What is Ionic Bonding?
Ionic Bonding is when a metal and a non metal combine ionically to form an ionic compound.
- The metal will always lose electrons to form a full outer shell. The metal will become positively charged.
- The non metal will always gain electrons to form a full outer shell. The non metal will become negatively charged.
- The ions formed are held together by an electrostatic force of acttraction which is called an ionic bond.
For some examples, please follow this link:
we represent ionic bonding by using dot and cross diagrams
Here are some examples of ionic reactions forming ionic compounds:
- sodium + chlorine → sodium chloride
- magnesium + oxygen → magnesium oxide
- calcium + chlorine → calcium chloride
In each reaction there is a metal reacting with a non metal to form a new ionic compound made up of the metal and the non metal.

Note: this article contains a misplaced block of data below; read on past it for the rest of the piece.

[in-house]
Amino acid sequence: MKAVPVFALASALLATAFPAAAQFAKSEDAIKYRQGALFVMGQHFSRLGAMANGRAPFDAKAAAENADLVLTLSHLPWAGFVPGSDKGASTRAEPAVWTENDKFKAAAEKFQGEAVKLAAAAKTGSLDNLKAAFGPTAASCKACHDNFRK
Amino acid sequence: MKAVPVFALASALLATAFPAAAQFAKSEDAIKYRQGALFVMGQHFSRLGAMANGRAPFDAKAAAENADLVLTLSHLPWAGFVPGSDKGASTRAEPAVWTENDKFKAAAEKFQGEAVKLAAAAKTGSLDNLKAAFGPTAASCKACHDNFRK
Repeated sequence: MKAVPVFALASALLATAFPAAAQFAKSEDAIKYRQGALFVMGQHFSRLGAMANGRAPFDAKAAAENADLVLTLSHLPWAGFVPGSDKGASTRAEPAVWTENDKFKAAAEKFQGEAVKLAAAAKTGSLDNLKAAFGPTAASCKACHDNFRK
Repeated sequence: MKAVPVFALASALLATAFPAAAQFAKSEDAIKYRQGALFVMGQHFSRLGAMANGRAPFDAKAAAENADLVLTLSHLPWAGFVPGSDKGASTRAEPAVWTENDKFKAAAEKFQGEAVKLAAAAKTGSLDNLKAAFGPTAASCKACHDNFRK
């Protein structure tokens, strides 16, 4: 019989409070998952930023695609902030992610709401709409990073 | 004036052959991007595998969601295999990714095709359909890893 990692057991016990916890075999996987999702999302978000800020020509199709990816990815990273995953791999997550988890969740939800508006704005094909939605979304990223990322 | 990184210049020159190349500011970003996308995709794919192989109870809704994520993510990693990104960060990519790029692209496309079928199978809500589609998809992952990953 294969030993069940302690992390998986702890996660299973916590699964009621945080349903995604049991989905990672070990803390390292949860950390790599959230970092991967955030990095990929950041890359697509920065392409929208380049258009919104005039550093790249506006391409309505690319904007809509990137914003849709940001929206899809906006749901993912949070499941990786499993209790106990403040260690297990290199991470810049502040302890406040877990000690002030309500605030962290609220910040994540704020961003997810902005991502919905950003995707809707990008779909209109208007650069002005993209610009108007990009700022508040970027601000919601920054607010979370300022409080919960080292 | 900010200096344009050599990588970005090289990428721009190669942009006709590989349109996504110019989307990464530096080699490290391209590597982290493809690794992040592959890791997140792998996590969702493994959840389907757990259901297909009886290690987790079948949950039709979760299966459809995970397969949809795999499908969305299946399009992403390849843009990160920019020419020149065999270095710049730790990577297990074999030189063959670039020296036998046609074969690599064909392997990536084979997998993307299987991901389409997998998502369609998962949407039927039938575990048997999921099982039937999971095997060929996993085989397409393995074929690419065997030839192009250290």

The General Properties of Ionic Compounds
1. High melting and boiling points
The ionic bond is very strong and so large amounts of energy is required to seperate the bonds.
2. Conduct electricity when molten or in aeqeus solution
When solid, the ions are fixed in position and can't move. Once heated the ions are free to move. The electrical current is a flow of ions.
3. Most ionic compounds are water soluble
4. They form crystals.